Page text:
Anyone who’s watched Hoarders, the reality TV show about compulsive pack rats, may have noticed a pattern: many are overweight. New research reveals a link between a well-kept house and physical activity levels. The tidier a home, the fitter the homeowner.
The study, which is under review, examined the relationship between physical activity levels and the condition of participants’ homes and streets. The researchers asked 998 African-Americans aged 49 to 65 of “higher socio-economic status” living in two St. Louis neighbourhoods how often they walked or performed other activities. They examined factors such as traffic and the presence of sidewalks.
Finally, the researchers and participants each evaluated the state of the home, including neatness. “We were looking at the walls, ceilings, the furniture,” explains NiCole Keith, a professor of physical education at Indiana University-Purdue University in Indianapolis. “Was there a crack in the paint? Were the carpets ripped up or pretty nice?”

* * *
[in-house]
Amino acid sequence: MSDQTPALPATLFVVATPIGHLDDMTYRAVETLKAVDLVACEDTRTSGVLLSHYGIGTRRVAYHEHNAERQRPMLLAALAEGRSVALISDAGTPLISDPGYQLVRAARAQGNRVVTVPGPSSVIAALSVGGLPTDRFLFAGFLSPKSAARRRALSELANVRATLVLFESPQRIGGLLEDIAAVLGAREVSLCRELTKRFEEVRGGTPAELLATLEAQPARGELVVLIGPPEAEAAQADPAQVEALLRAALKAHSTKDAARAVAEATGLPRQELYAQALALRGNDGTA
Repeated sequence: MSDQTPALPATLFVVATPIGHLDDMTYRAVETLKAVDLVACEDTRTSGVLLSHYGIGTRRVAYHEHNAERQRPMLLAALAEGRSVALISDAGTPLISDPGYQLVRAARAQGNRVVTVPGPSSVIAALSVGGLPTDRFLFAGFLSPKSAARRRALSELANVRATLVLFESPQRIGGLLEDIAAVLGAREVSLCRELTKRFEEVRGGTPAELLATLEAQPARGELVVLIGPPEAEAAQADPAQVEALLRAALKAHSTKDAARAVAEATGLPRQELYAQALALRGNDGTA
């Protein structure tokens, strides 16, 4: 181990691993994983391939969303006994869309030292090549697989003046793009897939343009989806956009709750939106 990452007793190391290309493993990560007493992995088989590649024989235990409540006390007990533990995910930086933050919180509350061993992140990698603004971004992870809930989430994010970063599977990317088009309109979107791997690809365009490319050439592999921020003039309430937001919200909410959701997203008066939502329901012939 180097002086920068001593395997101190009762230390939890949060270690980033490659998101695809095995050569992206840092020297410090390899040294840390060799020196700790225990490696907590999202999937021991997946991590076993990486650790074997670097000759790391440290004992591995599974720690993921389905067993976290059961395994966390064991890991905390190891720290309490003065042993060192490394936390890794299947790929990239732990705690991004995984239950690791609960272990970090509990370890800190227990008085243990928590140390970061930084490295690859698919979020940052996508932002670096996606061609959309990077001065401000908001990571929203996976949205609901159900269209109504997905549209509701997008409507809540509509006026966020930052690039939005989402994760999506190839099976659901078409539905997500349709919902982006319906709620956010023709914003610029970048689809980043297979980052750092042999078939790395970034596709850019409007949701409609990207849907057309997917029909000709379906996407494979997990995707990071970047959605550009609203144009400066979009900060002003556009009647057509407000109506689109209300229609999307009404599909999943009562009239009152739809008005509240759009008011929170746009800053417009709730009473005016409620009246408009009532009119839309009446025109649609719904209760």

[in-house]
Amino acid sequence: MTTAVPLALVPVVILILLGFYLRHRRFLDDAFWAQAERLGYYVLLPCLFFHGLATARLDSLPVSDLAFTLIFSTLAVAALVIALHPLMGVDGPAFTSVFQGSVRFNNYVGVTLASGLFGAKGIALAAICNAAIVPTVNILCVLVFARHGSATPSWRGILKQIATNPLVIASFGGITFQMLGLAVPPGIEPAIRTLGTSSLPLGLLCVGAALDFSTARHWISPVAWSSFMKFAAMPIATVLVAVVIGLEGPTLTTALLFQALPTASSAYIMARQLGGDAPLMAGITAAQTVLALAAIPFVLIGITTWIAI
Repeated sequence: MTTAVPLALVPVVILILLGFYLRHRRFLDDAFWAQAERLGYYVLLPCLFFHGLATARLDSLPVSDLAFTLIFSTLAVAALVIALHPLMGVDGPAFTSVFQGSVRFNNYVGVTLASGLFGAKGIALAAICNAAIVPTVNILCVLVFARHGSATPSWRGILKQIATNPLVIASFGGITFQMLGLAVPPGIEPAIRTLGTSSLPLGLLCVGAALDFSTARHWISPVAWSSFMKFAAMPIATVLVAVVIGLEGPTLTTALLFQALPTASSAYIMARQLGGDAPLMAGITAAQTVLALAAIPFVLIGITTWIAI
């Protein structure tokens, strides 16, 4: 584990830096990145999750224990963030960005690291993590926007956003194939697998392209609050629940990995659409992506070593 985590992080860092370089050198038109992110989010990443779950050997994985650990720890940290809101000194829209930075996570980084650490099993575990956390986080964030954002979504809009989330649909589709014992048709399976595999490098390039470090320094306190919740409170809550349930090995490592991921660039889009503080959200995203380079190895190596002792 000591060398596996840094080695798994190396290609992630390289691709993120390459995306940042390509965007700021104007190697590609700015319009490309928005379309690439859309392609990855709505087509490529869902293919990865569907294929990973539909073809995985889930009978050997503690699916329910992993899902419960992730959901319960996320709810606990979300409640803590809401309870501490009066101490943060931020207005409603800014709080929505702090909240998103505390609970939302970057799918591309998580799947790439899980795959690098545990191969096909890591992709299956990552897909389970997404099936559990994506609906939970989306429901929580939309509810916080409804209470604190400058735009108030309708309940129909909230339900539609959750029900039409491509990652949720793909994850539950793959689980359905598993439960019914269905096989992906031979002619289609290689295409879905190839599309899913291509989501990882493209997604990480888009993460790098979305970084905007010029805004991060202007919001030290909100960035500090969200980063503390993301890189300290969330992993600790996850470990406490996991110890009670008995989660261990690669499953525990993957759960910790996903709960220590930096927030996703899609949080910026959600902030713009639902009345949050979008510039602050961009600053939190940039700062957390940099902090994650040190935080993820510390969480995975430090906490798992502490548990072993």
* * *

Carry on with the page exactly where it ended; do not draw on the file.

The result: the dominant factor that correlated to the level of exercise was whether or not a person’s house was in good shape—not, for example, whether the area was conducive to jogging. “If somebody had a positive rating of the home,” explains Keith, “then they were more likely to be physically active.” She was “completely surprised” by the findings. Usually the emphasis is on getting people out of the house and to the gym. This data suggests that there may be plenty of exercise to be done inside—like housework. Next, researchers need to find out if it’s a personality trait that makes the same people who keep a clean house more likely to be physically active, or if there’s another explanation.
No matter, Keith applauds initiatives that turn chores into workouts, such as those featured at Squeezeitin.com, including “dish lifts” (stand on your tiptoes while unloading the dishwasher) and “laundry legs” (lunge from hamper to washing machine). Says Keith: “Every step counts.”